> but not his last. Since you say 1621 emulator I'm assuming you mean
> the higher level code and not the microcode.
The simulator was for the microcode. It was to relive some of the pain
of testing with proms, which was expensive, and also spare users the
cost of the Microdata AROM, which cost about 1/2 again as much more than
the system itself for 1k x 16 of firmware. Later the cost was brought
down to only about 4000 / 1k, but that still was a lot of course.
> Isn't it interesting with these machines how one must specify the code
> "level". I'm sure there are other examples of this, but I've never
> personally encountered it other than with the Microdata machines.
> BTW, I've always had a pipe dream of replacing the 800 microcode board
> with one containing RAM. That would open up some interesting
> possibilities I think!
There never was an AROM product or even a lashup in engineering for the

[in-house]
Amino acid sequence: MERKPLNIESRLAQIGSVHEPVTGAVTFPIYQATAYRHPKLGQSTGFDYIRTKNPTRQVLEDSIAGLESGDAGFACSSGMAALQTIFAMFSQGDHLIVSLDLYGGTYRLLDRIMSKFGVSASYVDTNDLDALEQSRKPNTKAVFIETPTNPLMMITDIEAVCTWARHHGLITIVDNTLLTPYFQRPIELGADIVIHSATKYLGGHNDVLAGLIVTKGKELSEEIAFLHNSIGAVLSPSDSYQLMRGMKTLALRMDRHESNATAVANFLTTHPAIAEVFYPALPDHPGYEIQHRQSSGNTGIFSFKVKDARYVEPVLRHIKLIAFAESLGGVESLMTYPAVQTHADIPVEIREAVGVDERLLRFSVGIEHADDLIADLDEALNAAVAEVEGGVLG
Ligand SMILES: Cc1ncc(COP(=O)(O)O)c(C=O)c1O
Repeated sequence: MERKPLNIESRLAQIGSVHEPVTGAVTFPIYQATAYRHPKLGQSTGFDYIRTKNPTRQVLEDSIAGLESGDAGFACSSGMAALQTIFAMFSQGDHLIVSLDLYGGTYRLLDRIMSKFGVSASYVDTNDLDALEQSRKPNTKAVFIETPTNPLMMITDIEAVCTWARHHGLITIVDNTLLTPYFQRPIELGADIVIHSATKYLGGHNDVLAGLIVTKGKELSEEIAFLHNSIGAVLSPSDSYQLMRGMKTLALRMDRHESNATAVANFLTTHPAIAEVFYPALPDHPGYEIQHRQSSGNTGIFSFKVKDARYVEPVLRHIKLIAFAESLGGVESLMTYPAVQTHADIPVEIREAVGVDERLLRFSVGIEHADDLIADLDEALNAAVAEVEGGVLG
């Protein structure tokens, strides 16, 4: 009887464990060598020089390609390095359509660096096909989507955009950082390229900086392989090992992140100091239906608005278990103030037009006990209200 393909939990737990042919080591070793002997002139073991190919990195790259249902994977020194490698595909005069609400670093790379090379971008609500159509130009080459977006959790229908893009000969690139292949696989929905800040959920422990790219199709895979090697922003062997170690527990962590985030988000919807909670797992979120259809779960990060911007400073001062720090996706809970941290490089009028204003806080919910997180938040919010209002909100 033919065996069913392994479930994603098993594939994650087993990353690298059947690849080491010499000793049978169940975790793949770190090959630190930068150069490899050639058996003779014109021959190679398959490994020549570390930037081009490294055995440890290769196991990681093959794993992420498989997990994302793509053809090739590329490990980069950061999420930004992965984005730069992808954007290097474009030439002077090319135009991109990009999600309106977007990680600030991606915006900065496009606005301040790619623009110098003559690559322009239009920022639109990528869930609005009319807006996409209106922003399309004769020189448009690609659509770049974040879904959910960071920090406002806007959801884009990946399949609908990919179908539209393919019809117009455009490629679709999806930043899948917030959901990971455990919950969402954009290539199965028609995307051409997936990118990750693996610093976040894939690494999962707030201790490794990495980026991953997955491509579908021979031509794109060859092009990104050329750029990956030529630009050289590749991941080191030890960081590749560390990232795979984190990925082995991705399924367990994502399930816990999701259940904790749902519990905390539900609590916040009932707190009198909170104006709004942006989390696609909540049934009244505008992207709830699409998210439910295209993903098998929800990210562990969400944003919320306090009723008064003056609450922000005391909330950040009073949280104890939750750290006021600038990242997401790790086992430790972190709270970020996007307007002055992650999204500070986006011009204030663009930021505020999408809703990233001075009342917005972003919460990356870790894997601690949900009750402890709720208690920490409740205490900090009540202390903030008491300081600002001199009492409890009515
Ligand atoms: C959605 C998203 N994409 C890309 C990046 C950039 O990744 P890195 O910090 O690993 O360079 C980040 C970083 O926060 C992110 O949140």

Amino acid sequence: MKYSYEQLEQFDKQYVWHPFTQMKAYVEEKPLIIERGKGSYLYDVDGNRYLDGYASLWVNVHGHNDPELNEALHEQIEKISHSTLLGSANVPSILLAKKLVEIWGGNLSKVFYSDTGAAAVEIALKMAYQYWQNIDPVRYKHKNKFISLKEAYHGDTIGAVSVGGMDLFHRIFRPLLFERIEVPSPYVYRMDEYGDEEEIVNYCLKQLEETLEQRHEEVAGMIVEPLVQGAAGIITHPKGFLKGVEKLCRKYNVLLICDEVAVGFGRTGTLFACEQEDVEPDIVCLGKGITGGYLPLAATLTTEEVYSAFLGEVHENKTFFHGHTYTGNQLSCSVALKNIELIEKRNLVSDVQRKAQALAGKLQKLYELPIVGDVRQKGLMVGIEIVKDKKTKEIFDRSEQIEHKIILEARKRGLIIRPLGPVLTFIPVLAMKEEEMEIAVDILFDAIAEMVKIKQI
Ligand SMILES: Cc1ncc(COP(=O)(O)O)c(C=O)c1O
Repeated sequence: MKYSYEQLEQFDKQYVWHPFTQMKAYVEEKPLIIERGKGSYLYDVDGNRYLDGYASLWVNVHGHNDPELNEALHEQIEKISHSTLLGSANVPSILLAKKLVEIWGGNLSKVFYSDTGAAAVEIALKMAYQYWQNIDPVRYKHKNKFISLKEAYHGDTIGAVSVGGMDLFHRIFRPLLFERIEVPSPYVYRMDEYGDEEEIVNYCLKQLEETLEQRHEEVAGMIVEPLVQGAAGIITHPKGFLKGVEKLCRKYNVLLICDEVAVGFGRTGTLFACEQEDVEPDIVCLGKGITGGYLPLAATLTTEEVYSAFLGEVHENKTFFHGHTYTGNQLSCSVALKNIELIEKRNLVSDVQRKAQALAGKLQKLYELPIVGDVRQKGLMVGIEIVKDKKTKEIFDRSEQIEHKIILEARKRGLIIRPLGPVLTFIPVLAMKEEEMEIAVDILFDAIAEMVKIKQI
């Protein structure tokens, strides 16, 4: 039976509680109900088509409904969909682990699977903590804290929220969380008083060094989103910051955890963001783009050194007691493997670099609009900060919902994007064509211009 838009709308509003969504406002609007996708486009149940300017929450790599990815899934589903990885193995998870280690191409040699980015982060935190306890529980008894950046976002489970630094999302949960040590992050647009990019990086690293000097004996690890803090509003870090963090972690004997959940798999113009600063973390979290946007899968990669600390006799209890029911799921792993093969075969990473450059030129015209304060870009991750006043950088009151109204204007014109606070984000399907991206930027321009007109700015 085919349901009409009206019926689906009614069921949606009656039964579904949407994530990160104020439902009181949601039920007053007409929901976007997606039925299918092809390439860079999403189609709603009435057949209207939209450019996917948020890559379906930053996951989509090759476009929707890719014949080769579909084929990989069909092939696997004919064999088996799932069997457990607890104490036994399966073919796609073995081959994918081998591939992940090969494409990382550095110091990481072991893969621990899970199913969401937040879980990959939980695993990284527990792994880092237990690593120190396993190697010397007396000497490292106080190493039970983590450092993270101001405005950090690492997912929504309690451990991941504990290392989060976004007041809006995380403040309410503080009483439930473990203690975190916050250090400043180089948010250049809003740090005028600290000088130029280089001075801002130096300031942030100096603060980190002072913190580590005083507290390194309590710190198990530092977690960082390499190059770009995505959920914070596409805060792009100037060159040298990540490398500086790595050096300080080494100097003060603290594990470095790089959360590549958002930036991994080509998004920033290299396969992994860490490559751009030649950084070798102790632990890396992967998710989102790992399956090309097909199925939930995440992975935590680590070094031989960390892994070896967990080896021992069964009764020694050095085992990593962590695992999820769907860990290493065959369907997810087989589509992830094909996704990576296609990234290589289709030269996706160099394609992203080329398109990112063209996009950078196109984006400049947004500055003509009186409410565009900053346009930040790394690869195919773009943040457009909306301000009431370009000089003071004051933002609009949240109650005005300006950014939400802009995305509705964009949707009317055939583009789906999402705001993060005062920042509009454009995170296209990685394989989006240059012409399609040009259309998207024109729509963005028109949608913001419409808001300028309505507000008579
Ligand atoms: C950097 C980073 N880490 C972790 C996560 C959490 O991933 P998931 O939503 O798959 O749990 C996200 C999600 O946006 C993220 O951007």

800. The 1600 was the first with programmable rom. It was loaded by
running a loader program on the system when it was running the
1610/12/20/21 or whatever, then halting and reconfiguring to use the
AROM as the source of ROS for the micromachine. I think the original
810 was about 3 128 location sections of the firmware, and was gradually
expanded out as they had resources and time to develop and release the
the AROM for the 1600 really allowed for much more complex emulations to
be developed. The 800 and 1600 were mostly the same, so all of the 800
stuff came across. The 800 firmware would run on the 1600 w/o changes,
as release. The 1600 firmware had a few extra firmware instructions in
them, and would not backport to the 800.
>> I have an 810 firmware in diodes. The diode boards run in both the 800
>> and the 1600.